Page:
Posted by CareerBuilder UK on 14 July 2016 in Workplace Issues, Leadership, HR Management & Strategy | No Comment


bad-manager_july2016_843x474_408575248.jpgPerhaps you’ve promoted someone to their first managerial role, or maybe you’ve recently accepted a management position. Either way, making the move from star team player to successful manager is rarely easy. So how can you tell when more support and training is required? Richard Maun, career coach and author of How to keep your job, reveals the warning signs to watch for.

1. They mishandle performance reviews

Just as new managers need to understand what is expected of them, they must also be able to communicate their expectations and give honest and constructive feedback to their reports.

‘Giving performance reviews can be testing for a newly promoted manager as they have to move from being a friend to being a leader. Instead of avoiding giving negative feedback, the trick is to focus on the facts and share objective examples of poor performance,’ says Richard.

‘Using bland language - “everyone on the team is doing fine” - and glossing over issues is a clear warning sign. Watch for the manager who prefers to cover-up problems caused by a direct report, rather than confront performance issues with them.’

2. They haven’t shifted to a ‘team’ mindset

In most cases, new managers are star performers who have earned promotion on individual merit. But just because they’ve achieved great things doesn’t necessarily mean they have the leadership skills to motivate a team to achieve similar success.

Managers know that it’s their job to get their team to do their job well - but some take longer to shift their mindset than others, according to Richard.

‘Be aware of the manager who is reluctant to delegate and continues doing the work of the team. Trying to perform both roles means their managerial duties are likely to suffer - even if not, they risk their health through stress and burnout.

‘At the other end of the scale, refusing to shift to a team mindset can mean a new manager refuses to take ownership for the performance of their reports and tries to distance themselves from the team’s challenges and failings.’

3. They don’t build relations across the company

A large part of a manager’s job is to assign tasks, manage work flow, and ensure their direct reports have the necessary time and tools to do their work. Solving problems and removing obstacles means improving how the team functions with others across the business.

‘Inward looking managers fail to see the wider picture, don’t understand the wider organisational objectives, and don’t take time to build relations with other managers across the company,’ says Richard.

‘If deadlines are missed or poor results occur due to problems between departments, a manager should be able to detail what measures they took to improve the situation and suggest ways to improve processes. Refusing to be held accountable for cross-departmental issues suggests an insular perspective, and the need for more training and development.’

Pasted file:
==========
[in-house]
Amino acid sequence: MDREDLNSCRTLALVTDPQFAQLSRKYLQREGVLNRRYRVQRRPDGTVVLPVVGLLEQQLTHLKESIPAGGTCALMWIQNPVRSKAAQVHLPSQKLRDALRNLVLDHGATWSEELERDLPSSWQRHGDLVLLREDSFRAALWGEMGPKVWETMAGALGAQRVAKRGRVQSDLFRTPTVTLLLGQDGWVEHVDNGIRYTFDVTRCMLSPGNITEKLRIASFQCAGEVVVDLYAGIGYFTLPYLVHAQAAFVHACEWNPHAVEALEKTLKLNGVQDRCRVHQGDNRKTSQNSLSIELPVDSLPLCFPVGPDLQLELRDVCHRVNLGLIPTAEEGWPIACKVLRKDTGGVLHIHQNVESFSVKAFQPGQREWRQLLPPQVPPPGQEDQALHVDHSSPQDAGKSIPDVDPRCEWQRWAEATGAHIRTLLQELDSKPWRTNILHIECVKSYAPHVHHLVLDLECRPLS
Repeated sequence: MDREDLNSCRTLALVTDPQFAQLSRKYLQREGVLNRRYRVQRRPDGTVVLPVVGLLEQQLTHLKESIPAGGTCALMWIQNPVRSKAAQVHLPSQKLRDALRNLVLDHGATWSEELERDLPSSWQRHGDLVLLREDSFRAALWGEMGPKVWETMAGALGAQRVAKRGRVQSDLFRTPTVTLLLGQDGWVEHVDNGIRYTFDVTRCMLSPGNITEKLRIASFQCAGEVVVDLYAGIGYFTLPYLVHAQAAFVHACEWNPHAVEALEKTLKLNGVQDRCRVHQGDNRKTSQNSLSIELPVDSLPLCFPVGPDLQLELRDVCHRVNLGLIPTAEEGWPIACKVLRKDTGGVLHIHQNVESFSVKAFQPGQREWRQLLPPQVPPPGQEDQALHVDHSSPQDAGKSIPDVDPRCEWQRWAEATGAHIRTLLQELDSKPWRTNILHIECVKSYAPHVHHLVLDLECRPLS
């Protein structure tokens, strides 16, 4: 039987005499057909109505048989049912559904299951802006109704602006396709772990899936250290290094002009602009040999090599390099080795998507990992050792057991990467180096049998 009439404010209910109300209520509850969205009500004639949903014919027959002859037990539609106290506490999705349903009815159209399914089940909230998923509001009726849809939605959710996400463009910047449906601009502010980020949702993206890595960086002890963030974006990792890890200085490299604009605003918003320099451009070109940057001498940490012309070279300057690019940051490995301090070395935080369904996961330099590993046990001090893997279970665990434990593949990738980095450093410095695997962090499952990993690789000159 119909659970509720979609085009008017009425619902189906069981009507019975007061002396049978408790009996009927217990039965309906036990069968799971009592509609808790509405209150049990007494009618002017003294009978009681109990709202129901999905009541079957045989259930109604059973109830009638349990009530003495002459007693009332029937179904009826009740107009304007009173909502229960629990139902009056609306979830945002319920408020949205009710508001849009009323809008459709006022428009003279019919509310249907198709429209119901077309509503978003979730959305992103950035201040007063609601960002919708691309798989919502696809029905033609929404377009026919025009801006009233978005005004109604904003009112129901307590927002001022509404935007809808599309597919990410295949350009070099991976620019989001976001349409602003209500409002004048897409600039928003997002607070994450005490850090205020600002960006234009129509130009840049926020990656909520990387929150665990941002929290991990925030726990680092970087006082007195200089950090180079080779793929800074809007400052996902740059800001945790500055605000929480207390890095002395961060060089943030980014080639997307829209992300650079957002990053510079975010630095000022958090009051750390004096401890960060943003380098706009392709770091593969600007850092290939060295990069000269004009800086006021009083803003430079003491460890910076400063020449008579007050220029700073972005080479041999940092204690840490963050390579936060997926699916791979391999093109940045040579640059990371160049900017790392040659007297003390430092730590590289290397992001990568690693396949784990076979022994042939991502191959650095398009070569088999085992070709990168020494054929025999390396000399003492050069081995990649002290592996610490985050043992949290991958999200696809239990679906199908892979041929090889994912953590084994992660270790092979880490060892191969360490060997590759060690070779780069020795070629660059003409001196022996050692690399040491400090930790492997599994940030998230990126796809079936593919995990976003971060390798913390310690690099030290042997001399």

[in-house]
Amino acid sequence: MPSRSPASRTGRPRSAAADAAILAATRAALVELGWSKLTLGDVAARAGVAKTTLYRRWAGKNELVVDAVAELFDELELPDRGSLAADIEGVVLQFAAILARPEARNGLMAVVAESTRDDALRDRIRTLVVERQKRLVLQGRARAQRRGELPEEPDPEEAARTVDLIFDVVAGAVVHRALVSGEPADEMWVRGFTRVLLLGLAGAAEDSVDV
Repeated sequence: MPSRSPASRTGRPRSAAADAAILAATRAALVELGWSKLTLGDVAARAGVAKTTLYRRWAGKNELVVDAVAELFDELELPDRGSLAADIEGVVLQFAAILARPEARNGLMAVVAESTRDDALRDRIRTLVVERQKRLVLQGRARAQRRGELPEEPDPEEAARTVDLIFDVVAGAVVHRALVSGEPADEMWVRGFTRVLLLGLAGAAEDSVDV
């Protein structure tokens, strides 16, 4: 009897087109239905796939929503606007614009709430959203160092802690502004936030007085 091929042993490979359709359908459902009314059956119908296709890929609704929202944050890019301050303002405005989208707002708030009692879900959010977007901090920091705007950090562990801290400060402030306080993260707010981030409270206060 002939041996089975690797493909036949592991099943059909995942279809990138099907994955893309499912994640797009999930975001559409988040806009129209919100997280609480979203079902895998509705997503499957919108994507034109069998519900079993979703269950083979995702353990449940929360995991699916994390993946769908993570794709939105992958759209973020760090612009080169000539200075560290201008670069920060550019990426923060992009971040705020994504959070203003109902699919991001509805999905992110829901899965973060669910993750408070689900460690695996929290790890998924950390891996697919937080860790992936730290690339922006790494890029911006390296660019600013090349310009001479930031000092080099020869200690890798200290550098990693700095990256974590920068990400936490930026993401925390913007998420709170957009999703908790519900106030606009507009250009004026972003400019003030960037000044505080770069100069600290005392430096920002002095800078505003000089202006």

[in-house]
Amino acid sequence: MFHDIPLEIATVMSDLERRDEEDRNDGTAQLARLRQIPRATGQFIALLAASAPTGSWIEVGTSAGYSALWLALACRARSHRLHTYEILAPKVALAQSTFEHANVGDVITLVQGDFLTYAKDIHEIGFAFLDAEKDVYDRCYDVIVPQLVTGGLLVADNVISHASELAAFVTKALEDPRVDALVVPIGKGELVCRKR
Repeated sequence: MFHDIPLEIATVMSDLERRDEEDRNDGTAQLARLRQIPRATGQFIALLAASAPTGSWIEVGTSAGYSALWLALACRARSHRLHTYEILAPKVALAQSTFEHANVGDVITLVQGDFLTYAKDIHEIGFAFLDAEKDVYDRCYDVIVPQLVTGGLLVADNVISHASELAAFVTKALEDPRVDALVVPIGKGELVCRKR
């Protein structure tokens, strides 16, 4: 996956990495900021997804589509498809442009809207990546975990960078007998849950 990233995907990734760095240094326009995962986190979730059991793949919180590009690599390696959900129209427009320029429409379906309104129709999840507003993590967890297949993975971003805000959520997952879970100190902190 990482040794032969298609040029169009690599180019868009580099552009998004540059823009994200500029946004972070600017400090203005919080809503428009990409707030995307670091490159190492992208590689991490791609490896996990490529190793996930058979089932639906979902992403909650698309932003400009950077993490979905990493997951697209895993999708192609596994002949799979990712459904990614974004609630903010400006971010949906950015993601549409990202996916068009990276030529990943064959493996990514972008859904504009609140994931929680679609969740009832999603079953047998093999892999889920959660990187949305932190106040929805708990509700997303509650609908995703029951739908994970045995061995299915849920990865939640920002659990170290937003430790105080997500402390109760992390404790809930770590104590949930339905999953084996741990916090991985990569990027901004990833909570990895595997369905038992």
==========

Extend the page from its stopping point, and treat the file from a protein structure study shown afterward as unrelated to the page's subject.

4. They don’t cascade information

A good manager promotes open communication and keeps their team informed. Bad managers hide behind confidentiality issues and refuse to pass on information.

‘If a particular team is always the last to hear about things going on in the company, it suggests the manager isn’t adequately cascading information,’ says Richard.

‘Change management is a vital part of ensuring staff engagement and retention - and keeping employees informed of changes within the business, especially things like redundancies and takeovers, is an important part of managing and supporting them.’

5. They micro-manage

First-time managers may have earned their promotion for doing things well - but that doesn’t mean that their way of doing things is the right or only way.

‘Micro-managing is a common mistake amongst first-time managers and a sure way to de-motivate those who work under them,’ says Richard.

‘When a manager insists that their methods should be followed to the letter, they effectively set others up to fail. Employees stop thinking creatively about how to improve their role and may feel reluctant to offer input and develop new skills.

‘Not only does this result in unmotivated employees, but the team could be missing out on better ways of doing things.’

More support and training

Of course, first-time managers should ideally receive the training and support they need before they take up the position so that failings don’t occur - but if a newly appointed manager is showing signs of poor performance, it’s best to act sooner rather than later.

‘When managing poor performance early intervention is essential,’ says Richard. ‘A manager may not realise that they have shortcomings, so the first step should always be to have an open and honest conversation. Often a period of extra coaching can put things back on track - and ensure that a star team player goes on to become a star manager too.’

 

Image: © Kues -  shutterstock.com

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